Issue #6636 has been updated by naruse (Yui NARUSE).


How about adding Enumerator#receiver and define yourself with it.

diff --git a/enumerator.c b/enumerator.c
index f01ddd5..8e3ae9a 100644
--- a/enumerator.c
+++ b/enumerator.c
@@ -942,6 +942,32 @@ enumerator_inspect(VALUE obj)
 }

 /*
+ * call-seq:
+ *   e.receiver  -> object
+ *
+ * Returns the receiver of this enumerator.
+ */
+
+static VALUE
+enumerator_receiver(VALUE obj)
+{
+    struct enumerator *e;
+    VALUE eobj;
+
+    TypedData_Get_Struct(obj, struct enumerator, &enumerator_data_type, e);
+    if (!e || e->obj == Qundef) {
+       return Qnil;
+    }
+
+    eobj = rb_attr_get(obj, id_receiver);
+    if (NIL_P(eobj)) {
+       eobj = e->obj;
+    }
+
+    return eobj;
+}
+
+/*
  * Yielder
  */
 static void
@@ -1748,6 +1774,7 @@ InitVM_Enumerator(void)
     rb_define_method(rb_cEnumerator, "feed", enumerator_feed, 1);
     rb_define_method(rb_cEnumerator, "rewind", enumerator_rewind, 0);
     rb_define_method(rb_cEnumerator, "inspect", enumerator_inspect, 0);
+    rb_define_method(rb_cEnumerator, "receiver", enumerator_receiver, 0);

     /* Lazy */
     rb_cLazy = rb_define_class_under(rb_cEnumerator, "Lazy", rb_cEnumerator);

irb(main):007:0> e="abcde".enum_for(:each_byte)
=> #<Enumerator: "abcde":each_byte>
irb(main):009:0> def e.size; receiver.bytesize; end
=> nil
irb(main):010:0> e.size
=> 5
----------------------------------------
Feature #6636: Enumerable#size
https://bugs.ruby-lang.org/issues/6636#change-28247

Author: marcandre (Marc-Andre Lafortune)
Status: Assigned
Priority: Normal
Assignee: matz (Yukihiro Matsumoto)
Category: core
Target version: 2.0.0


Now that it has been made clear that `Enumerable#count` never calls `#size` and that we have `Enumerable#lazy`, let me propose again an API for a lazy way to get the size of an Enumerable: `Enumerable#size`.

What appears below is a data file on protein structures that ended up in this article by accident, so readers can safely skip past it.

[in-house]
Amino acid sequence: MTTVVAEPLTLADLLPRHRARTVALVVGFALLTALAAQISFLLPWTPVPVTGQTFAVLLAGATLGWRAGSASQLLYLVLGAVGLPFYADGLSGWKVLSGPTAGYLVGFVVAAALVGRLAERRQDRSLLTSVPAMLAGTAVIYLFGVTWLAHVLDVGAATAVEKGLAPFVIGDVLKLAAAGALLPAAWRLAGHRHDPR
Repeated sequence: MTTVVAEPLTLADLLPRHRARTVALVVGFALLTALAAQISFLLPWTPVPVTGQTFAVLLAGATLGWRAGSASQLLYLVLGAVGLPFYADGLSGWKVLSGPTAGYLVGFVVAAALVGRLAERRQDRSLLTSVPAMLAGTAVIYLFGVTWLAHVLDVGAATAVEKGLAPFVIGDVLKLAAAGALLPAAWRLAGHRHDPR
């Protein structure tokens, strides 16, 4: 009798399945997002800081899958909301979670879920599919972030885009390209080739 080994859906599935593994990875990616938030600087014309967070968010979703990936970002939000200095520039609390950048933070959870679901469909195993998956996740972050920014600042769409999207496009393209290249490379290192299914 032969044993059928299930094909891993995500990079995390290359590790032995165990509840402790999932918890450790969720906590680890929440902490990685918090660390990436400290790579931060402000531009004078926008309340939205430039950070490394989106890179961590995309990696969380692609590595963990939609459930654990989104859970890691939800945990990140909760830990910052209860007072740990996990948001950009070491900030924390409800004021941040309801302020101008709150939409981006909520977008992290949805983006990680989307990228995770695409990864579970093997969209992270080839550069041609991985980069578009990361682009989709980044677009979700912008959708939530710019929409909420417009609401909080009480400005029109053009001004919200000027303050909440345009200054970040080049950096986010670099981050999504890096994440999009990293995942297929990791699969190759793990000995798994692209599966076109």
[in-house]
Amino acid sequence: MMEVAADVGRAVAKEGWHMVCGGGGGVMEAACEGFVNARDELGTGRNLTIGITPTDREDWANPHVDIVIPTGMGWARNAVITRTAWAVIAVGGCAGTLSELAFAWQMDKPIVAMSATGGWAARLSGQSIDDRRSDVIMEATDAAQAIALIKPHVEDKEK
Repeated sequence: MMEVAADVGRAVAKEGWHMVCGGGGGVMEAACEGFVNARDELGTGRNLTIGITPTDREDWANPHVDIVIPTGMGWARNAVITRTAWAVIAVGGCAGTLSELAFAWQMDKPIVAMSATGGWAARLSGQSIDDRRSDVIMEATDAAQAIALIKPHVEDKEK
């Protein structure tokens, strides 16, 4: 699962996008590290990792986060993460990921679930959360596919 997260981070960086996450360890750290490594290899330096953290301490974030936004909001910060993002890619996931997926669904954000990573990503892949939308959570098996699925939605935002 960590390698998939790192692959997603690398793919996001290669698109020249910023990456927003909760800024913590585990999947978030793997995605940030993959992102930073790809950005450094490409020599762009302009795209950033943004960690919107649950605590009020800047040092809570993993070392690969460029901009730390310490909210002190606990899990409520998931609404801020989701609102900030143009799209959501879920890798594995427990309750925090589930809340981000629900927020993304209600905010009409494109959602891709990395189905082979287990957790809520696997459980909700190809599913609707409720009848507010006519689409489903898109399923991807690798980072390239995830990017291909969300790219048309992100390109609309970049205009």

* call-seq:
*   enum.size  # => nil, Integer or Float::INFINITY
* 
* Returns the number of elements that will be yielded, without going through
* the iteration (i.e. lazy), or +nil+ if it can't be calculated lazily.
* 
*   perm = (1..100).to_a.permutation(4)
*   perm.size              # => 94109400
*   perm.each_cons(2).size # => 94109399
*   loop.size              # => Float::INFINITY
*   [42].drop_while.size   # => nil

About 66 core methods returning enumerators would have a lazy `size`, like `each_slice`, `permutation` or `lazy.take`.

A few would have `size` return `nil`:
  Array#{r}index, {take|drop}_while
  Enumerable#find{_index}, {take|drop}_while
  IO: all methods

Sized enumerators can also be created naturally by providing a block to `to_enum`/`enum_for` or a lambda to `Enumerator.new`.

Example for `to_enum`:

    class Integer
      def composition
        return to_enum(:composition){ 1 << (self - 1) } unless block_given?
        yield [] if zero?
        downto(1) do |i|
          (self - i).composition do |comp|
            yield [i, *comp]
          end
        end
      end
    end

    4.composition.to_a
    # => [[4], [3, 1], [2, 2], [2, 1, 1], [1, 3], [1, 2, 1], [1, 1, 2], [1, 1, 1, 1]]
    42.composition.size # => 2199023255552

Example for `Enumerator.new`:

    def lazy_product(*enums)
      sizer = ->{
        enums.inject(1) do |product, e|
          break if (size = e.size).nil?
          product * size
        end
      }
      Enumerator.new(sizer) do |yielder|
        # ... generate combinations
      end
    end

    lazy_product(1..4, (1..3).each_cons(2)).size # => 8
    lazy_product(1..4, (1..3).cycle).size # => Float::INFINITY



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